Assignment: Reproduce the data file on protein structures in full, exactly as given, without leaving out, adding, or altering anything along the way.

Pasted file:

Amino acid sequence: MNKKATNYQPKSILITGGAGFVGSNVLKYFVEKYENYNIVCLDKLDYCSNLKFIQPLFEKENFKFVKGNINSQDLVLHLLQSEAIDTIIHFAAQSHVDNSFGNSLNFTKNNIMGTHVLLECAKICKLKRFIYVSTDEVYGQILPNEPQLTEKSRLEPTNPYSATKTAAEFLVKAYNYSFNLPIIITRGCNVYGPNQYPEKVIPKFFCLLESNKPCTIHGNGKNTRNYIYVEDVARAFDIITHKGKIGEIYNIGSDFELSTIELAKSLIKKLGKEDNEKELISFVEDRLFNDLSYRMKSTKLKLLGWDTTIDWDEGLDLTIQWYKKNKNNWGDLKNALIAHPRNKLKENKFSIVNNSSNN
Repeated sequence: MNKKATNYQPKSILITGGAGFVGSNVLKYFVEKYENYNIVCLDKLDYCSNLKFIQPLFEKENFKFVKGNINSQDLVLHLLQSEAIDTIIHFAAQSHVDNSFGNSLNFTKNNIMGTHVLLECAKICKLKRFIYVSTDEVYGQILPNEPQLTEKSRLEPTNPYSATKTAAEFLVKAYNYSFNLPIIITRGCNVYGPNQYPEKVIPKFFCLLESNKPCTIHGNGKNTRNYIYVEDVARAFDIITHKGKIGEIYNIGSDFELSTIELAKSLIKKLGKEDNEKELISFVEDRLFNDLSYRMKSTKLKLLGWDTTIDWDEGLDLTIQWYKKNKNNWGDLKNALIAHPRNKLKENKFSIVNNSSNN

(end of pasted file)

Amino acid sequence: MNKKATNYQPKSILITGGAGFVGSNVLKYFVEKYENYNIVCLDKLDYCSNLKFIQPLFEKENFKFVKGNINSQDLVLHLLQSEAIDTIIHFAAQSHVDNSFGNSLNFTKNNIMGTHVLLECAKICKLKRFIYVSTDEVYGQILPNEPQLTEKSRLEPTNPYSATKTAAEFLVKAYNYSFNLPIIITRGCNVYGPNQYPEKVIPKFFCLLESNKPCTIHGNGKNTRNYIYVEDVARAFDIITHKGKIGEIYNIGSDFELSTIELAKSLIKKLGKEDNEKELISFVEDRLFNDLSYRMKSTKLKLLGWDTTIDWDEGLDLTIQWYKKNKNNWGDLKNALIAHPRNKLKENKFSIVNNSSNN
Repeated sequence: MNKKATNYQPKSILITGGAGFVGSNVLKYFVEKYENYNIVCLDKLDYCSNLKFIQPLFEKENFKFVKGNINSQDLVLHLLQSEAIDTIIHFAAQSHVDNSFGNSLNFTKNNIMGTHVLLECAKICKLKRFIYVSTDEVYGQILPNEPQLTEKSRLEPTNPYSATKTAAEFLVKAYNYSFNLPIIITRGCNVYGPNQYPEKVIPKFFCLLESNKPCTIHGNGKNTRNYIYVEDVARAFDIITHKGKIGEIYNIGSDFELSTIELAKSLIKKLGKEDNEKELISFVEDRLFNDLSYRMKSTKLKLLGWDTTIDWDEGLDLTIQWYKKNKNNWGDLKNALIAHPRNKLKENKFSIVNNSSNN